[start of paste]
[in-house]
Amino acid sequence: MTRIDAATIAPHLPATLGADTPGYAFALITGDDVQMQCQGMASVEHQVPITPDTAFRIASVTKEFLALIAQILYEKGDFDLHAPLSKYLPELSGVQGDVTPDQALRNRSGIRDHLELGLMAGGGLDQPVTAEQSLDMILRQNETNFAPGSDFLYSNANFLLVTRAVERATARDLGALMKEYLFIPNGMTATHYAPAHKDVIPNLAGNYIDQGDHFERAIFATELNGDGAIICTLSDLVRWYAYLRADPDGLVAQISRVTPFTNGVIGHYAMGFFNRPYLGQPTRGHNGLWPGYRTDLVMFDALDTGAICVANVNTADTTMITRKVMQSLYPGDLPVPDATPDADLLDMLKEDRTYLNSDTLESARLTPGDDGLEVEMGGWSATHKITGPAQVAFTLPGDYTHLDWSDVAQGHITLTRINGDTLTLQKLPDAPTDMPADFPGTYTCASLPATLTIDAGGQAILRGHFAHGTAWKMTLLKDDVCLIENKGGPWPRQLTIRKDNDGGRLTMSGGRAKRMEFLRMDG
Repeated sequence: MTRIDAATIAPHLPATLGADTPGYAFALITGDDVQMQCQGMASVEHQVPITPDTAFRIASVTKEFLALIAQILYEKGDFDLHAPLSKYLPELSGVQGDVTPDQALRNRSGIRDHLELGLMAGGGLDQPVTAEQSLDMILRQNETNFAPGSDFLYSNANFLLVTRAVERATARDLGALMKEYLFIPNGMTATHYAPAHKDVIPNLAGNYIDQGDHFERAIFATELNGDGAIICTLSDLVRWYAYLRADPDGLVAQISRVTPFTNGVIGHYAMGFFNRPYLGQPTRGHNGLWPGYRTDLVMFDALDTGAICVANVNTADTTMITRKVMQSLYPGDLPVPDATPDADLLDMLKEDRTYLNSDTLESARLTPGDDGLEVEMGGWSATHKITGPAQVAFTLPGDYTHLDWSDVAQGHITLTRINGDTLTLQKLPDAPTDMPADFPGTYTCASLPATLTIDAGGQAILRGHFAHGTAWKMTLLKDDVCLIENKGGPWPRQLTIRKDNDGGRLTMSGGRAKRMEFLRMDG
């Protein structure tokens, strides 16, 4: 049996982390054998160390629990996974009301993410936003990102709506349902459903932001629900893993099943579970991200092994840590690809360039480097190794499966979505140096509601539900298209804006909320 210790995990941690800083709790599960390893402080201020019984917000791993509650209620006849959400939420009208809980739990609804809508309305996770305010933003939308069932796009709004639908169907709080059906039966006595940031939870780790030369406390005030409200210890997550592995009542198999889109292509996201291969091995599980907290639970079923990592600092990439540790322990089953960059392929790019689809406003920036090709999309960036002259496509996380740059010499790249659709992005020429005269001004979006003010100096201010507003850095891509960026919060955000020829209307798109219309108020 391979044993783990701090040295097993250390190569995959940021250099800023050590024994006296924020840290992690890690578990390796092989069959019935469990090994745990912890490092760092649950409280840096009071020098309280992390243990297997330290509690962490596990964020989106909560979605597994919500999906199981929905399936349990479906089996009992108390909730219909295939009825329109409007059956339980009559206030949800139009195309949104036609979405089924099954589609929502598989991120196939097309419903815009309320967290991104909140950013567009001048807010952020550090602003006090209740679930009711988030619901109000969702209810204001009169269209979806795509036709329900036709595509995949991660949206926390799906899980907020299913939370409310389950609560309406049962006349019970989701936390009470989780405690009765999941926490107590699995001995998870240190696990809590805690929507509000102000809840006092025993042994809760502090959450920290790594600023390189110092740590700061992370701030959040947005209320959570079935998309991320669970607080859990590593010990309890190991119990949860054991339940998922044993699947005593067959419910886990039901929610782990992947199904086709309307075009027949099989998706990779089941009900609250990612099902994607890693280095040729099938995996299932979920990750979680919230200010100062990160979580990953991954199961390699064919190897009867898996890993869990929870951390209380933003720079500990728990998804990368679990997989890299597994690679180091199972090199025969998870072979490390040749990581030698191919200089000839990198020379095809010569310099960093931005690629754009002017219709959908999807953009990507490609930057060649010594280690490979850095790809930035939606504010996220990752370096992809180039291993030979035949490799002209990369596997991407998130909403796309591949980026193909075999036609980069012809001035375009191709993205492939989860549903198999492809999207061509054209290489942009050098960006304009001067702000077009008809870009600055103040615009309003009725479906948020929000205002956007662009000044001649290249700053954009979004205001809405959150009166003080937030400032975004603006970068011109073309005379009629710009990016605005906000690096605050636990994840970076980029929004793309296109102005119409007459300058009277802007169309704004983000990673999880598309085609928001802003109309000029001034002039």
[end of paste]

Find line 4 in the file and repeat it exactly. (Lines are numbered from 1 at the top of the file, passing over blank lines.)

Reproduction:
């Protein structure tokens, strides 16, 4: 049996982390054998160390629990996974009301993410936003990102709506349902459903932001629900893993099943579970991200092994840590690809360039480097190794499966979505140096509601539900298209804006909320 210790995990941690800083709790599960390893402080201020019984917000791993509650209620006849959400939420009208809980739990609804809508309305996770305010933003939308069932796009709004639908169907709080059906039966006595940031939870780790030369406390005030409200210890997550592995009542198999889109292509996201291969091995599980907290639970079923990592600092990439540790322990089953960059392929790019689809406003920036090709999309960036002259496509996380740059010499790249659709992005020429005269001004979006003010100096201010507003850095891509960026919060955000020829209307798109219309108020 391979044993783990701090040295097993250390190569995959940021250099800023050590024994006296924020840290992690890690578990390796092989069959019935469990090994745990912890490092760092649950409280840096009071020098309280992390243990297997330290509690962490596990964020989106909560979605597994919500999906199981929905399936349990479906089996009992108390909730219909295939009825329109409007059956339980009559206030949800139009195309949104036609979405089924099954589609929502598989991120196939097309419903815009309320967290991104909140950013567009001048807010952020550090602003006090209740679930009711988030619901109000969702209810204001009169269209979806795509036709329900036709595509995949991660949206926390799906899980907020299913939370409310389950609560309406049962006349019970989701936390009470989780405690009765999941926490107590699995001995998870240190696990809590805690929507509000102000809840006092025993042994809760502090959450920290790594600023390189110092740590700061992370701030959040947005209320959570079935998309991320669970607080859990590593010990309890190991119990949860054991339940998922044993699947005593067959419910886990039901929610782990992947199904086709309307075009027949099989998706990779089941009900609250990612099902994607890693280095040729099938995996299932979920990750979680919230200010100062990160979580990953991954199961390699064919190897009867898996890993869990929870951390209380933003720079500990728990998804990368679990997989890299597994690679180091199972090199025969998870072979490390040749990581030698191919200089000839990198020379095809010569310099960093931005690629754009002017219709959908999807953009990507490609930057060649010594280690490979850095790809930035939606504010996220990752370096992809180039291993030979035949490799002209990369596997991407998130909403796309591949980026193909075999036609980069012809001035375009191709993205492939989860549903198999492809999207061509054209290489942009050098960006304009001067702000077009008809870009600055103040615009309003009725479906948020929000205002956007662009000044001649290249700053954009979004205001809405959150009166003080937030400032975004603006970068011109073309005379009629710009990016605005906000690096605050636990994840970076980029929004793309296109102005119409007459300058009277802007169309704004983000990673999880598309085609928001802003109309000029001034002039």